eQ is committed to raising local awareness of epilepsy, a neurological disease that affects 70 million people worldwide and 1 in 100 Canadians, more than multiple sclerosis, cerebral palsy, muscular dystrophy and Parkinson’s disease combined. Although it is a fairly common disease, only a very small portion of government funding is dedicated to diagnosing and treating epilepsy. Northern BC has no epileptologists (doctors who specialize in epilepsy treatment) and few neurologists. At present, most northerners must travel long distances to places like Vancouver in order to receive epilepsy treatment, and wait lists for care and surgery are long. eQ seeks to change this by helping to raise funds for two more SIU rooms and facilitate faster, better treatment for epilepsy patients throughout the province.
As a provincial Purple Day Ambassador, Natasha and eQ support Epilepsy Awareness Month each March and “Purple Day” on March 26, a global day devoted to public education and supporting those living with epilepsy. This is done not only through fundraising but also raising awareness and helping to break the stigma surrounding epilepsy. Donations to the VGH Epilepsy Clinic/Seizure Investigation Unit can be made online by visiting www.tinyurl.com/natashas-story.
Photos by Annie Gallant/Quesnel Observer
Meet Natasha Wasmuth
Meet Natasha Wasmuth
When Natasha Wasmuth began having seizures at the age of 15, it changed her life in a profound way. Over time, many things that seemed like a given, like getting a drivers licence, choosing a career or one day having children, became more uncertain. The frequency and intensity of Natasha’s seizures only increased as the years went on, making day to day living challenging for her. For 17 years Natasha went through many different medication changes in an attempt to bring the seizures under control, until Valentine’s Day in 2011 when a lesion was found on her brain. To determine if she was a possible brain surgery candidate, Natasha was put on the waiting list for the Vancouver General Hospital adult Seizure Investigation Unit (VGH SIU).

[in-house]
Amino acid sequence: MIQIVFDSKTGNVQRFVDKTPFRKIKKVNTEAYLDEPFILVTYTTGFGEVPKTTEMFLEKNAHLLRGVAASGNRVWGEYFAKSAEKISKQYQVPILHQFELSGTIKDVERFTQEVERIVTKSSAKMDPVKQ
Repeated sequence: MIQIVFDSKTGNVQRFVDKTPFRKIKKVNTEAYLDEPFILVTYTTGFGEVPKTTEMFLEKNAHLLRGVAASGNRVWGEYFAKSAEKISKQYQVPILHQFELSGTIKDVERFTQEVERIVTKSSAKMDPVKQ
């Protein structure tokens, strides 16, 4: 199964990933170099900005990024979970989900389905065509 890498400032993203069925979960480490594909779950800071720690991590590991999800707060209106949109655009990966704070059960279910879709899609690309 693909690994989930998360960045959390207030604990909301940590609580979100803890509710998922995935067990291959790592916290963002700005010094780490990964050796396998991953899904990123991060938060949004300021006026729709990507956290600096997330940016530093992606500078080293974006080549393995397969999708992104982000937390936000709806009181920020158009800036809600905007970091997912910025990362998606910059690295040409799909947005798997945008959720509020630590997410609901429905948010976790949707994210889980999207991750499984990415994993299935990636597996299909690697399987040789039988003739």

After a long 14-month wait, Natasha spent her first night in the SIU. It took 17 days for her to have enough seizures to determine that she was a suitable candidate for surgery. Her procedure took place in August 2013, and though it has been a long recovery, Natasha now has her independence back.
Sadly, many patients wait years for an assessment at BC’s one and only SIU, and Natasha was floored that, despite the high rate of epilepsy (over 40,000 patients in BC alone), there are only two beds dedicated to this type of care. Learning this was her motivation for starting epilepsyQuesnel (eQ) in 2014, to help VGH Epilepsy Clinic’s current goal of two additional rooms. For many epilepsy patients, medication doesn’t work, leaving surgery as the only hope, and as every seizure causes damage to the brain, Natasha says, “the long wait is unacceptable.”
Since it began fundraising, eQ has put this small northern city on the map as a place that cares about the cause of epilepsy diagnosis and treatment. In fact, it is the only city in northern BC that is raising money for this area of health care at VGH, a hospital that serves the entire province with dedicated specialists for a variety of conditions and diseases. Quesnel, says Natasha, “is a very close-knit city and the way our residents want to help others is nothing short of stellar.”
She hopes by raising funds and awareness through eQ that many other epilepsy sufferers in BC will be able to receive the same kind of life-changing care that she did in a more timely manner. “The SIU gives answers that can’t be found through any other avenue.” said Natasha. “We will work on this until rooms 3 and 4 are in, and the wait list for lives to be saved is cut in half.”